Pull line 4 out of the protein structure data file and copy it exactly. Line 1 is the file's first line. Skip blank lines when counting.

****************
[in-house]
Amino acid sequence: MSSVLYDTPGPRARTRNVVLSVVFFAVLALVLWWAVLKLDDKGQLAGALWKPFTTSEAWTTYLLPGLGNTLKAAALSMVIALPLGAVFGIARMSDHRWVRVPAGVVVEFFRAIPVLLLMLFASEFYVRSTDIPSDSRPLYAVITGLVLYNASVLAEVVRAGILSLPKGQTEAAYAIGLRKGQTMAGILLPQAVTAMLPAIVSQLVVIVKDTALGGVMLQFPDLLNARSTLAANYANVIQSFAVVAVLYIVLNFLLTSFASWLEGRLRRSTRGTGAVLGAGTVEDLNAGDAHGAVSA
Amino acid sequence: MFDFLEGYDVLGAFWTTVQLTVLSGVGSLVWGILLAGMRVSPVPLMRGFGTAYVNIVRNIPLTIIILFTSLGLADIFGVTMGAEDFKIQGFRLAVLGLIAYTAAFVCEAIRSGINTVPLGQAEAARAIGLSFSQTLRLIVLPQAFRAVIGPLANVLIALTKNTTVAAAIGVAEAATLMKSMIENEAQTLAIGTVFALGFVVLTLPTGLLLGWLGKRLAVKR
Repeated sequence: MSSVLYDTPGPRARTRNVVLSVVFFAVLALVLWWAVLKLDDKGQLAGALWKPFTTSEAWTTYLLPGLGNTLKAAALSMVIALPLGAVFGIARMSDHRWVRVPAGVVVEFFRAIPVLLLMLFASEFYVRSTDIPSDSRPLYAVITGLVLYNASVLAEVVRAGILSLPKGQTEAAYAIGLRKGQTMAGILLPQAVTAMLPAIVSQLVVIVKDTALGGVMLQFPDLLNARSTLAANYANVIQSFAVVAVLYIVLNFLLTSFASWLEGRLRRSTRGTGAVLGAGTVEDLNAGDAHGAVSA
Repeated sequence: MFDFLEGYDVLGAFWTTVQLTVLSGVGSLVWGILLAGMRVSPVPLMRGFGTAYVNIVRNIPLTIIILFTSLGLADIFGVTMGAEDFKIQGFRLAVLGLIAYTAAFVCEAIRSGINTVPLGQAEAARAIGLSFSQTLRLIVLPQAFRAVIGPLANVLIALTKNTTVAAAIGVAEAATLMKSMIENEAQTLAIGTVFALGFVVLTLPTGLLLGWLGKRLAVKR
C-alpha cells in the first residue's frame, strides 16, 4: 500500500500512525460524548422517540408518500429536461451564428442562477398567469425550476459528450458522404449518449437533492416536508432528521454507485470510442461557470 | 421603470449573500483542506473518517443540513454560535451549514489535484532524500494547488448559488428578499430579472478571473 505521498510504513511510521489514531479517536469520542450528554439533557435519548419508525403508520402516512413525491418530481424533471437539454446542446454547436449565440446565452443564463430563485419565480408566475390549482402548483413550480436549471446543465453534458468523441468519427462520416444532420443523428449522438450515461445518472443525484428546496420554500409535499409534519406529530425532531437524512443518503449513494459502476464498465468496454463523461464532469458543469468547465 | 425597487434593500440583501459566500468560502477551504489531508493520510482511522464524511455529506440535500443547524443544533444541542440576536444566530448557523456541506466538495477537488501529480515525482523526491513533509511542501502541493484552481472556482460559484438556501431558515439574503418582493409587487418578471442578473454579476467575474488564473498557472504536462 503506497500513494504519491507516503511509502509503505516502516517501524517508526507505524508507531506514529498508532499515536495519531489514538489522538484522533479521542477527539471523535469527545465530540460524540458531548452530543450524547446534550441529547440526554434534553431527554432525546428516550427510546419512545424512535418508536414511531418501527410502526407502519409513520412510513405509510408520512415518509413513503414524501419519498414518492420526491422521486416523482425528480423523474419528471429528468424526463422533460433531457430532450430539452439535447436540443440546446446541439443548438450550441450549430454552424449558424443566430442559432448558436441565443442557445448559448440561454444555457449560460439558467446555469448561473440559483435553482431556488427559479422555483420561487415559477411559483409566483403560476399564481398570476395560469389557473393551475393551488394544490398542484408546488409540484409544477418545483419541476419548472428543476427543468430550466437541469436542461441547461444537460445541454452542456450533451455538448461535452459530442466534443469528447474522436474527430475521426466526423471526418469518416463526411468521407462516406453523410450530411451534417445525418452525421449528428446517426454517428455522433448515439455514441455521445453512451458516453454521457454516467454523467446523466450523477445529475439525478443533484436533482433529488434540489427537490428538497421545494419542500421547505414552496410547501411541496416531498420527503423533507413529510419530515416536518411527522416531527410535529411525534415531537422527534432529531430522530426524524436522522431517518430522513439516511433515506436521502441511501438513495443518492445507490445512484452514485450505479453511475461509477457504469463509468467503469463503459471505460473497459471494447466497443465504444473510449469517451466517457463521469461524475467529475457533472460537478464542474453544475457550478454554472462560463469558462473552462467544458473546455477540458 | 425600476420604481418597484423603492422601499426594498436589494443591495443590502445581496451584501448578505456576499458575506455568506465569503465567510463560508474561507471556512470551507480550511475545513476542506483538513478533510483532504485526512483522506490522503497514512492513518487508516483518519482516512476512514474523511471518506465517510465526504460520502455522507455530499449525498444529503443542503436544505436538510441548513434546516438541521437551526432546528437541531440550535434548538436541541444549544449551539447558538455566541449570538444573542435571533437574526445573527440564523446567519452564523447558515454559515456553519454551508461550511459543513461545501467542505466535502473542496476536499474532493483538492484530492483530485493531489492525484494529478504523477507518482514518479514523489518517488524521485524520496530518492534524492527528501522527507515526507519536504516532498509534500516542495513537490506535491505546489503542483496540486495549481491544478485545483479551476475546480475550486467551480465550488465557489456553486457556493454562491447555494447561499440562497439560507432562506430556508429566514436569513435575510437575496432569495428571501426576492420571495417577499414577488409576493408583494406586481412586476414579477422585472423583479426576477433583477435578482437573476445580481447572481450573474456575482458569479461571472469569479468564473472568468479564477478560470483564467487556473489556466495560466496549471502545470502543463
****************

Repeated sequence: MSSVLYDTPGPRARTRNVVLSVVFFAVLALVLWWAVLKLDDKGQLAGALWKPFTTSEAWTTYLLPGLGNTLKAAALSMVIALPLGAVFGIARMSDHRWVRVPAGVVVEFFRAIPVLLLMLFASEFYVRSTDIPSDSRPLYAVITGLVLYNASVLAEVVRAGILSLPKGQTEAAYAIGLRKGQTMAGILLPQAVTAMLPAIVSQLVVIVKDTALGGVMLQFPDLLNARSTLAANYANVIQSFAVVAVLYIVLNFLLTSFASWLEGRLRRSTRGTGAVLGAGTVEDLNAGDAHGAVSA